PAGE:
The Wampanoag Indian tribe and the first Plymouth Colonists, in the fall of the year 1620, shared a feast that we know as Thanksgiving today. The Wampanoag Indians are also known as the Wȭqanȭak. In the 17th century they were a loose grouping of several different tribes. (Pequot’s, Narragansett, Iroquois, Powhatan, Nipmue and Abenaki). Most of the tribes were under the protection of the Narragansett’s, historically the tribes would have two homes. These tribes for the most part lived in the area that we know as Rhode Island. The first European settlement was established in 1635. The winter home of the Wampanoag people was called a long house and in the summer the tribes would move to the shore line and build very large dug out logs or a type of canoe. These could hold as many as 40 men. These would be great for military efforts, transportation and fishing. They built temporary abodes which resemble igloos, for their summer stay along the ocean. Much to their dismay the Narragansett’s and affiliates joined with King Philip against the Massachusetts colonist and suffered a devastating defeat, thus breaking up the tribes of that time. They retreated to the forest. This is just a capsule of history.
You can research much more of this very interesting history. In any case, the first official greetings for Thanksgiving was given by the father of our country, George Washington. The foods that were part of this festivity was dominated by meat sources, deer, turkey, goose as well as chestnuts, onions, potato, turnip, and some herbs and spices. Boiling and roasting was the cooking method. There might have been some fish. So it wasn’t as elaborate as today’s fare. However, its purpose remains similar to today’s Thanksgiving, an American holiday.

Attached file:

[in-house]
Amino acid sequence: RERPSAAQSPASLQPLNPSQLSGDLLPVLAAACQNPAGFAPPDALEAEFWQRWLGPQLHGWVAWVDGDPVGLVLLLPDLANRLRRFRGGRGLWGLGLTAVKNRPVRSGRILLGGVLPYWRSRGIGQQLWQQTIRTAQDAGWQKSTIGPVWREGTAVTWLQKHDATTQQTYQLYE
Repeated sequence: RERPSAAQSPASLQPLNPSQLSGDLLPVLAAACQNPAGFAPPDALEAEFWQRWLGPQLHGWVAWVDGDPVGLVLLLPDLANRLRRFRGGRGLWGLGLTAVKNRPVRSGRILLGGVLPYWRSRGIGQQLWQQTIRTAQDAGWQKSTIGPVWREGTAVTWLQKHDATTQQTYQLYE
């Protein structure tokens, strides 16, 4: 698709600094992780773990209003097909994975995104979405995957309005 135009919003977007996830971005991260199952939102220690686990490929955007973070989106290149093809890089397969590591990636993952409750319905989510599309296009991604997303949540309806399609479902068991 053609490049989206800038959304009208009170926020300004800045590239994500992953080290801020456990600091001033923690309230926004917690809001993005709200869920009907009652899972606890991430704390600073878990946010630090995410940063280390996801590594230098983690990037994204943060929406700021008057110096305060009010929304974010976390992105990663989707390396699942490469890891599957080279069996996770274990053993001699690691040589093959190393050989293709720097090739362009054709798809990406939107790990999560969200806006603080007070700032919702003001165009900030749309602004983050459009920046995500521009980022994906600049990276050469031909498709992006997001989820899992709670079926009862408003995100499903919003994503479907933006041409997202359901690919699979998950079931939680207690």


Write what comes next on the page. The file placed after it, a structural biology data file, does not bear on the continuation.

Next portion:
I should mention that this is the 400th anniversary of the original holiday of 1620. Unfortunately, we can’t celebrate it as we should, four centuries is a long time with much history both good and bad. Thankfully we tend to lean toward the good.
We think of family, food, football and fun. I refer to this as the four F’s. However, this Thanksgiving we will need to work on this a little harder as these are very hard times for America and the world. The entire world is not well and seems like it is never going to end.
However, Americans are a resilient people and have experienced hard times before and not only survived but prospered, coming together to solve the issues that try to tear us apart. As we come into the holiday season we should remember who we are and from where we came. We should acknowledge all the positives and embrace all the blessings of which we all are a part. We are Americans free to think and believe what we like without ramification other than self reflection. Happiness is just a thought, smile and deed away. Let your heart be your life force and bring you to that happy place where people glow because of you. It really is up to each of us, one at a time. This leads to a group, population, and a society.
The fixin’s are the turkey and all that is spread before you. Let’s be an example for the world and get through these trying times together. Let’s put Thanksgiving in our hearts and let it radiate for the world to see. Share the wonders of this time with others, especially those who have lost their way and/or have so much less.
The key word here is find a way to share. Believe me, you will feel so much better when you and yours give to those who have feelings of envy when they see what you have and wish they had. Don’t let a tear be shed this season even though we are having a difficult time with Covid. Remember, “it’s not what you have or take with you, it’s what you’ve left behind.”
May God bless you, your family and friends, your table and those whose lives you touch. God bless.
Happy Thanksgiving from all of us.
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